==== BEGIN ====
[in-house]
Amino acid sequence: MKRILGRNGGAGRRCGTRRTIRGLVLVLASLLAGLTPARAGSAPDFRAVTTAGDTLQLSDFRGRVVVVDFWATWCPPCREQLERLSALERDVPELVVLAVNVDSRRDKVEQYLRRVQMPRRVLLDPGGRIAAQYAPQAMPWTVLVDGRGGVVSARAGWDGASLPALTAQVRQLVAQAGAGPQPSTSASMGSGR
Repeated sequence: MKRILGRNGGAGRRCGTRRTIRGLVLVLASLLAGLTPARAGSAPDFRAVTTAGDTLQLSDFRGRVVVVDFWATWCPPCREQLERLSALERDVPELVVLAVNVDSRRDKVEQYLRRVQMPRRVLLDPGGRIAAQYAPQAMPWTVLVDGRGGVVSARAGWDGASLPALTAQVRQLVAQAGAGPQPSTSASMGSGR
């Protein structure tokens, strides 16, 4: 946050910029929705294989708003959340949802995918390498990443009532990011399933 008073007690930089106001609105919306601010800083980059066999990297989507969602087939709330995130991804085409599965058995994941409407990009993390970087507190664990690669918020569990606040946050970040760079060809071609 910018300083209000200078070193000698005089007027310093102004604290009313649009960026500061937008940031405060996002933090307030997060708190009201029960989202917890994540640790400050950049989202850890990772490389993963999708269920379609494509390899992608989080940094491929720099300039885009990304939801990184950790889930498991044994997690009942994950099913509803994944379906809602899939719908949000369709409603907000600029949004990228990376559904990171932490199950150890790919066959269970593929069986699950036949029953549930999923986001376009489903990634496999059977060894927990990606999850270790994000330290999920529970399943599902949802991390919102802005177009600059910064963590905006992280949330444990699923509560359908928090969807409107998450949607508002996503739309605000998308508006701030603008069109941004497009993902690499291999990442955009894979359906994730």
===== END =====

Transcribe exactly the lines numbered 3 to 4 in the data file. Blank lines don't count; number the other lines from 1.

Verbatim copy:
Repeated sequence: MKRILGRNGGAGRRCGTRRTIRGLVLVLASLLAGLTPARAGSAPDFRAVTTAGDTLQLSDFRGRVVVVDFWATWCPPCREQLERLSALERDVPELVVLAVNVDSRRDKVEQYLRRVQMPRRVLLDPGGRIAAQYAPQAMPWTVLVDGRGGVVSARAGWDGASLPALTAQVRQLVAQAGAGPQPSTSASMGSGR
């Protein structure tokens, strides 16, 4: 946050910029929705294989708003959340949802995918390498990443009532990011399933 008073007690930089106001609105919306601010800083980059066999990297989507969602087939709330995130991804085409599965058995994941409407990009993390970087507190664990690669918020569990606040946050970040760079060809071609 910018300083209000200078070193000698005089007027310093102004604290009313649009960026500061937008940031405060996002933090307030997060708190009201029960989202917890994540640790400050950049989202850890990772490389993963999708269920379609494509390899992608989080940094491929720099300039885009990304939801990184950790889930498991044994997690009942994950099913509803994944379906809602899939719908949000369709409603907000600029949004990228990376559904990171932490199950150890790919066959269970593929069986699950036949029953549930999923986001376009489903990634496999059977060894927990990606999850270790994000330290999920529970399943599902949802991390919102802005177009600059910064963590905006992280949330444990699923509560359908928090969807409107998450949607508002996503739309605000998308508006701030603008069109941004497009993902690499291999990442955009894979359906994730």